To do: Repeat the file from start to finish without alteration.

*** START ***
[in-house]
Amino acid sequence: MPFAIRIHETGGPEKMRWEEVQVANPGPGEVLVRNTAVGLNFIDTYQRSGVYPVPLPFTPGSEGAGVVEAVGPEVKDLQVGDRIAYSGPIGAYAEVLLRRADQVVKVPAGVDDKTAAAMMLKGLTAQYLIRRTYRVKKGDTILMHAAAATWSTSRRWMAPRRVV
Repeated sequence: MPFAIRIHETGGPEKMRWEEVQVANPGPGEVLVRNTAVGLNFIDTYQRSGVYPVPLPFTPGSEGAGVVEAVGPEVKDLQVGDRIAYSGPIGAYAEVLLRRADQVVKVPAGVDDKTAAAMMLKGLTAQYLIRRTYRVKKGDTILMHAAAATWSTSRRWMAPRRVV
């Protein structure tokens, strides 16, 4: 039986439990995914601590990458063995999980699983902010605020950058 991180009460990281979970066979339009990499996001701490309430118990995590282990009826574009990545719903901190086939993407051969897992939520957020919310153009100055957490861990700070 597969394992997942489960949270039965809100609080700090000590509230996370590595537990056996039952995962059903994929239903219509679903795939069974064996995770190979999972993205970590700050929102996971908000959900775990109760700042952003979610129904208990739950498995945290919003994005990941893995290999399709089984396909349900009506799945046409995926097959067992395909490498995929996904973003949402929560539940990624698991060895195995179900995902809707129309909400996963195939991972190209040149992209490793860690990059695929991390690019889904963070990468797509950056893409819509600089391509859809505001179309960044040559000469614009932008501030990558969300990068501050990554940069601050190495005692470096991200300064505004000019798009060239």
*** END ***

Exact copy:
[in-house]
Amino acid sequence: MPFAIRIHETGGPEKMRWEEVQVANPGPGEVLVRNTAVGLNFIDTYQRSGVYPVPLPFTPGSEGAGVVEAVGPEVKDLQVGDRIAYSGPIGAYAEVLLRRADQVVKVPAGVDDKTAAAMMLKGLTAQYLIRRTYRVKKGDTILMHAAAATWSTSRRWMAPRRVV
Repeated sequence: MPFAIRIHETGGPEKMRWEEVQVANPGPGEVLVRNTAVGLNFIDTYQRSGVYPVPLPFTPGSEGAGVVEAVGPEVKDLQVGDRIAYSGPIGAYAEVLLRRADQVVKVPAGVDDKTAAAMMLKGLTAQYLIRRTYRVKKGDTILMHAAAATWSTSRRWMAPRRVV
């Protein structure tokens, strides 16, 4: 039986439990995914601590990458063995999980699983902010605020950058 991180009460990281979970066979339009990499996001701490309430118990995590282990009826574009990545719903901190086939993407051969897992939520957020919310153009100055957490861990700070 597969394992997942489960949270039965809100609080700090000590509230996370590595537990056996039952995962059903994929239903219509679903795939069974064996995770190979999972993205970590700050929102996971908000959900775990109760700042952003979610129904208990739950498995945290919003994005990941893995290999399709089984396909349900009506799945046409995926097959067992395909490498995929996904973003949402929560539940990624698991060895195995179900995902809707129309909400996963195939991972190209040149992209490793860690990059695929991390690019889904963070990468797509950056893409819509600089391509859809505001179309960044040559000469614009932008501030990558969300990068501050990554940069601050190495005692470096991200300064505004000019798009060239």